Protect Baby's Oral Health Video Series
Baby's Oral Health Begins With Mom
Did you know:
- Untreated gum disease may be linked to low birth weight and pre-term birth
- Healthy baby teeth are formed during pregnancy, and development can be impacted by the mom’s health
- If a mom has high levels of untreated tooth decay, her children are 3x’s more likely to have tooth decay
- Mothers can unintentionally pass cavity-causing bacteria to newborns, increasing the risk of tooth decay for their child
Taking Care of Yourself and Your Oral Health When Pregnant is Important for Taking Care of Your Baby.
Moms can protect baby by:
- Brushing twice a day and flossing once each day
- Seeing a dentist early in the pregnancy for an exam and cleaning
Prevent Infant Tooth Decay
Baby teeth begin to appear between six and twelve months, and tooth decay can start immediately
- Never put your baby to bed with a bottle
- Brush your baby’s teeth as soon as their first tooth appears
- Avoid actions such as putting your baby’s pacifier in your mouth to clean it as that could transfer bacteria from your mouth to your baby’s mouth
First Tooth, First Visit
Your baby should see a dentist as soon as the first tooth appears and no later than their first birthday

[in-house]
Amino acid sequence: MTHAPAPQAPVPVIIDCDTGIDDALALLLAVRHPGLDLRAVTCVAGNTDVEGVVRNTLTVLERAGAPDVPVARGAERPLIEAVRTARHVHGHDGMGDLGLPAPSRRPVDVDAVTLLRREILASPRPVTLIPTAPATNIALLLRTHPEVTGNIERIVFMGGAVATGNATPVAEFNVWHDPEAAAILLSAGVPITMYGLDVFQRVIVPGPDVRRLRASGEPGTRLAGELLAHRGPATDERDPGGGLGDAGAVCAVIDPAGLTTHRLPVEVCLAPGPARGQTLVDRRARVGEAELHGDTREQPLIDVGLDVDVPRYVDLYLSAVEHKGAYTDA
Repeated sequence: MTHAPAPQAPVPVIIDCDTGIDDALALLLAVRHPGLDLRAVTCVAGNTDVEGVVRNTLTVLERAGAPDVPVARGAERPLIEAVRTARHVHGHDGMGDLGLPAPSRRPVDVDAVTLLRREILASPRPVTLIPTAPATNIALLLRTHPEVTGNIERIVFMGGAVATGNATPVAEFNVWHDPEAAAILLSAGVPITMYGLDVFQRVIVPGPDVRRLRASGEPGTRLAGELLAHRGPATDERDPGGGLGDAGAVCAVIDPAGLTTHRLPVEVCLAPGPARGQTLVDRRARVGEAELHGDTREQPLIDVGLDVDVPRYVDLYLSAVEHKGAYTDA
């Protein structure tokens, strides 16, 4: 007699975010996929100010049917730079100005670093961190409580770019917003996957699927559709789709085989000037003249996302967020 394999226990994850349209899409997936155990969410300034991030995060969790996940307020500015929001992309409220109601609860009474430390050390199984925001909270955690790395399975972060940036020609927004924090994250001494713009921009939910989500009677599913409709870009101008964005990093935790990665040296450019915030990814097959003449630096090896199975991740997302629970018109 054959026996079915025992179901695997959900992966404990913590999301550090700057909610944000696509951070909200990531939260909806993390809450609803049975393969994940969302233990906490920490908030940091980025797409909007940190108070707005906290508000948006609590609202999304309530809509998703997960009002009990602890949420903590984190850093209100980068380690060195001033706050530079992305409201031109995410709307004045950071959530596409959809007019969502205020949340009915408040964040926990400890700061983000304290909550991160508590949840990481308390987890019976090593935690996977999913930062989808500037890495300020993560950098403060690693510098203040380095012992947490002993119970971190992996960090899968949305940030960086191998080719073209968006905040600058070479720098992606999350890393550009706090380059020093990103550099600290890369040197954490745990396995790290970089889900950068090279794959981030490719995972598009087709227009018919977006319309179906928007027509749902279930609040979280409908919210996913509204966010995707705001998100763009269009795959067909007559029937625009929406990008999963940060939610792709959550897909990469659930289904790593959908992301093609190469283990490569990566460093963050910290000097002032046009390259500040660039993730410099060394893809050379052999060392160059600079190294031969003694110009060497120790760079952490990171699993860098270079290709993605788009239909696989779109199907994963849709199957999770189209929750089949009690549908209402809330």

Be sure to visit the dentist because:
- Problems with baby teeth can cause problems with permanent teeth
- Tooth decay, even in baby teeth, can significantly impair your child’s health and development such as chewing, smiling, and speaking
- Untreated cavities can cause an infection that can spread throughout the body
- It helps develop a relationship with a dentist when scheduling regular visits
Plan For Healthy Teeth
- Schedule and attend regular dental visits
- The American Dental Association recommends a visit to the dentist for all ages at least twice a year.
- Between dental visits:
- Clean your baby’s mouth even before teeth appear and switch to a small soft toothbrush once teeth appear
- Begin flossing your child’s teeth as soon as two teeth are touching
- At age 2, begin using a small (pea size) amount of fluorinated toothpaste, but do not use too much
- Regularly check your child’s teeth for signs of problems and decay such as chalky white, brown or black areas on the front or back of teeth, and signs of tooth infections
No Dental Insurance?
If your child is 18 or younger and does not have dental coverage, you may qualify for dental coverage through the State of Illinois “All Kids” program.
Find out more about “All Kids” by clicking here.
Apply for “All Kids” online by clicking here or calling 1-866-ALL-KIDS (1-866-255-5437).
To find a Dentist near you call 2-1-1.